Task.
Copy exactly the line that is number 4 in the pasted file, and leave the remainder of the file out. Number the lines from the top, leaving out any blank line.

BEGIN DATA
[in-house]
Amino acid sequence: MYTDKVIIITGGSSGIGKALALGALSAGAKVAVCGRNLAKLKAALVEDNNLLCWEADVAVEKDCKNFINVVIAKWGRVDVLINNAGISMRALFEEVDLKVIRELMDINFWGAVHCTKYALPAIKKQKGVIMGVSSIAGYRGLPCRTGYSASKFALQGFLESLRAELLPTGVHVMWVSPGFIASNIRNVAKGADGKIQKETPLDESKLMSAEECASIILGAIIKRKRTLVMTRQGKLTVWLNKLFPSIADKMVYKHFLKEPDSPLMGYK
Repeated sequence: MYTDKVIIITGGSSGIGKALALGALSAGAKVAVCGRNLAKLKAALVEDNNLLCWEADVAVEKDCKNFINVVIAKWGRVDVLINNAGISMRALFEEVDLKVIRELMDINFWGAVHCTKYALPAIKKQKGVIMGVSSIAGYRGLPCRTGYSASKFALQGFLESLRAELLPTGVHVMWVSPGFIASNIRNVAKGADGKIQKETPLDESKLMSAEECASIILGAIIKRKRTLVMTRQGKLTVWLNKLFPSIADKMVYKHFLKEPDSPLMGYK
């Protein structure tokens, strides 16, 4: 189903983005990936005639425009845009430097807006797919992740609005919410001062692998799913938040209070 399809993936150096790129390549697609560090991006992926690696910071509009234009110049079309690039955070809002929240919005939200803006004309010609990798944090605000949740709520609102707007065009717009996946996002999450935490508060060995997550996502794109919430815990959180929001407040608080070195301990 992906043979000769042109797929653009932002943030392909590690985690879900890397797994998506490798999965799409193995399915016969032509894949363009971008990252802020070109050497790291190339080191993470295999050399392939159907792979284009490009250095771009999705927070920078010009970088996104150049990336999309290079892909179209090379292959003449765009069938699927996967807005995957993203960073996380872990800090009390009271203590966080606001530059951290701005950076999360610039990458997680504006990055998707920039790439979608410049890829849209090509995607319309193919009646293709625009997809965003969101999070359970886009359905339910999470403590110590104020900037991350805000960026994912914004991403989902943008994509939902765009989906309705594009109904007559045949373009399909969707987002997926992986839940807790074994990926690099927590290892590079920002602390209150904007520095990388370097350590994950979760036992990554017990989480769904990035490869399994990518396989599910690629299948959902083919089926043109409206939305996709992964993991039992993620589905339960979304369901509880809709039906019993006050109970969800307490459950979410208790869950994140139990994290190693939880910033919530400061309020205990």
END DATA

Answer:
């Protein structure tokens, strides 16, 4: 189903983005990936005639425009845009430097807006797919992740609005919410001062692998799913938040209070 399809993936150096790129390549697609560090991006992926690696910071509009234009110049079309690039955070809002929240919005939200803006004309010609990798944090605000949740709520609102707007065009717009996946996002999450935490508060060995997550996502794109919430815990959180929001407040608080070195301990 992906043979000769042109797929653009932002943030392909590690985690879900890397797994998506490798999965799409193995399915016969032509894949363009971008990252802020070109050497790291190339080191993470295999050399392939159907792979284009490009250095771009999705927070920078010009970088996104150049990336999309290079892909179209090379292959003449765009069938699927996967807005995957993203960073996380872990800090009390009271203590966080606001530059951290701005950076999360610039990458997680504006990055998707920039790439979608410049890829849209090509995607319309193919009646293709625009997809965003969101999070359970886009359905339910999470403590110590104020900037991350805000960026994912914004991403989902943008994509939902765009989906309705594009109904007559045949373009399909969707987002997926992986839940807790074994990926690099927590290892590079920002602390209150904007520095990388370097350590994950979760036992990554017990989480769904990035490869399994990518396989599910690629299948959902083919089926043109409206939305996709992964993991039992993620589905339960979304369901509880809709039906019993006050109970969800307490459950979410208790869950994140139990994290190693939880910033919530400061309020205990």